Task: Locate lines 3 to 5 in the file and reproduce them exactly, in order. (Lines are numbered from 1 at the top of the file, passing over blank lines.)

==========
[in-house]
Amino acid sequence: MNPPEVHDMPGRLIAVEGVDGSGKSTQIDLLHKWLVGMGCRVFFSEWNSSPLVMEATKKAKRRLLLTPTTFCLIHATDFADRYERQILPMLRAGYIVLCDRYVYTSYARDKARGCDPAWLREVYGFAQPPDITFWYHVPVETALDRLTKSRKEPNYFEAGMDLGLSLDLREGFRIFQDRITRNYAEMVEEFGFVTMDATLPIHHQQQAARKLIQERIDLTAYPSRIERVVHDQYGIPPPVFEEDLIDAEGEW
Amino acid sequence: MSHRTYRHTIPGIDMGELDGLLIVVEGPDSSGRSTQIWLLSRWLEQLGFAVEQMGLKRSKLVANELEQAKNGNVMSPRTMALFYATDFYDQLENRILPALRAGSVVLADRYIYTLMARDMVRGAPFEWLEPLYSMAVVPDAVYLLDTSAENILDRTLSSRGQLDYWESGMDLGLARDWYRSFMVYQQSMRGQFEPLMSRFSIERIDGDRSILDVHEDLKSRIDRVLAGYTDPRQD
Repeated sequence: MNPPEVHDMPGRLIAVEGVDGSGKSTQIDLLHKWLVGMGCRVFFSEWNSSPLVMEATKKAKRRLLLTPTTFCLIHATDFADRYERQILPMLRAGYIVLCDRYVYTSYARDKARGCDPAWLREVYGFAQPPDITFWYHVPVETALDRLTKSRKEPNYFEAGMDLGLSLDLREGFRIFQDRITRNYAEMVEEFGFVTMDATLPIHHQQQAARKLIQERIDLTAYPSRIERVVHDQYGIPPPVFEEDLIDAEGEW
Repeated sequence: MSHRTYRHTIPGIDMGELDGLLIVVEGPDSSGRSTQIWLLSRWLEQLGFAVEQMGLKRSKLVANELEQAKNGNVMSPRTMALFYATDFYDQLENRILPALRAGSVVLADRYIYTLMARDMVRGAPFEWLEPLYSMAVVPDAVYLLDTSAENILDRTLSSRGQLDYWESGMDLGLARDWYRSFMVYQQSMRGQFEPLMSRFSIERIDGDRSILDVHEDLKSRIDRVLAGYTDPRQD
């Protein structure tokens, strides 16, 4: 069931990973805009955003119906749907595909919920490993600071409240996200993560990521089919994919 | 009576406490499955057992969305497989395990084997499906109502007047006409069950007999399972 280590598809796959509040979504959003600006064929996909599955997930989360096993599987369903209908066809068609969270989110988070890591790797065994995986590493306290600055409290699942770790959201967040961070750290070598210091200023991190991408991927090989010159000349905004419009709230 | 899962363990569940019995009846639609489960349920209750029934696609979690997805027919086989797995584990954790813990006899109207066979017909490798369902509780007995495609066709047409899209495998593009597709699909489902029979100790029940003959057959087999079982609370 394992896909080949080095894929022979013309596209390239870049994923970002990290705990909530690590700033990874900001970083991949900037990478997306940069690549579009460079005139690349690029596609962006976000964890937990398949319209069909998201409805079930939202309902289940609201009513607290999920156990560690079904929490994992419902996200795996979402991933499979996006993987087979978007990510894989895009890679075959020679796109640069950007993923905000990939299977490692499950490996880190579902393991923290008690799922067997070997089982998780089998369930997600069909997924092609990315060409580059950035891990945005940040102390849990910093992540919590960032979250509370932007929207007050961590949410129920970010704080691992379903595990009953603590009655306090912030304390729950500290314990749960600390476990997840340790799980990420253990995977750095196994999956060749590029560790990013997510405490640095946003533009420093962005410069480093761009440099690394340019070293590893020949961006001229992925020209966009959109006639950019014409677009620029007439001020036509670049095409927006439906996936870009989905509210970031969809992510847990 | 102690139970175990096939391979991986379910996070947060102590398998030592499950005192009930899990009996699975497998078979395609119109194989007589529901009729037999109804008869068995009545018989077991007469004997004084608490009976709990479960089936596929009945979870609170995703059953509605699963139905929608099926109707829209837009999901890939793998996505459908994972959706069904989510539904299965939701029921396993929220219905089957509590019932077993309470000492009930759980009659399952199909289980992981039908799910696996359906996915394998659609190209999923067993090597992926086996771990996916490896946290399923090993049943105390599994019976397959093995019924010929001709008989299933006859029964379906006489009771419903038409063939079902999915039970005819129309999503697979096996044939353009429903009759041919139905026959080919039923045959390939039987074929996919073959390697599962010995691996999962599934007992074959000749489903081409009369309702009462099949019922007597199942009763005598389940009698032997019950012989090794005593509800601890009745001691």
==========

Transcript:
Amino acid sequence: MSHRTYRHTIPGIDMGELDGLLIVVEGPDSSGRSTQIWLLSRWLEQLGFAVEQMGLKRSKLVANELEQAKNGNVMSPRTMALFYATDFYDQLENRILPALRAGSVVLADRYIYTLMARDMVRGAPFEWLEPLYSMAVVPDAVYLLDTSAENILDRTLSSRGQLDYWESGMDLGLARDWYRSFMVYQQSMRGQFEPLMSRFSIERIDGDRSILDVHEDLKSRIDRVLAGYTDPRQD
Repeated sequence: MNPPEVHDMPGRLIAVEGVDGSGKSTQIDLLHKWLVGMGCRVFFSEWNSSPLVMEATKKAKRRLLLTPTTFCLIHATDFADRYERQILPMLRAGYIVLCDRYVYTSYARDKARGCDPAWLREVYGFAQPPDITFWYHVPVETALDRLTKSRKEPNYFEAGMDLGLSLDLREGFRIFQDRITRNYAEMVEEFGFVTMDATLPIHHQQQAARKLIQERIDLTAYPSRIERVVHDQYGIPPPVFEEDLIDAEGEW
Repeated sequence: MSHRTYRHTIPGIDMGELDGLLIVVEGPDSSGRSTQIWLLSRWLEQLGFAVEQMGLKRSKLVANELEQAKNGNVMSPRTMALFYATDFYDQLENRILPALRAGSVVLADRYIYTLMARDMVRGAPFEWLEPLYSMAVVPDAVYLLDTSAENILDRTLSSRGQLDYWESGMDLGLARDWYRSFMVYQQSMRGQFEPLMSRFSIERIDGDRSILDVHEDLKSRIDRVLAGYTDPRQD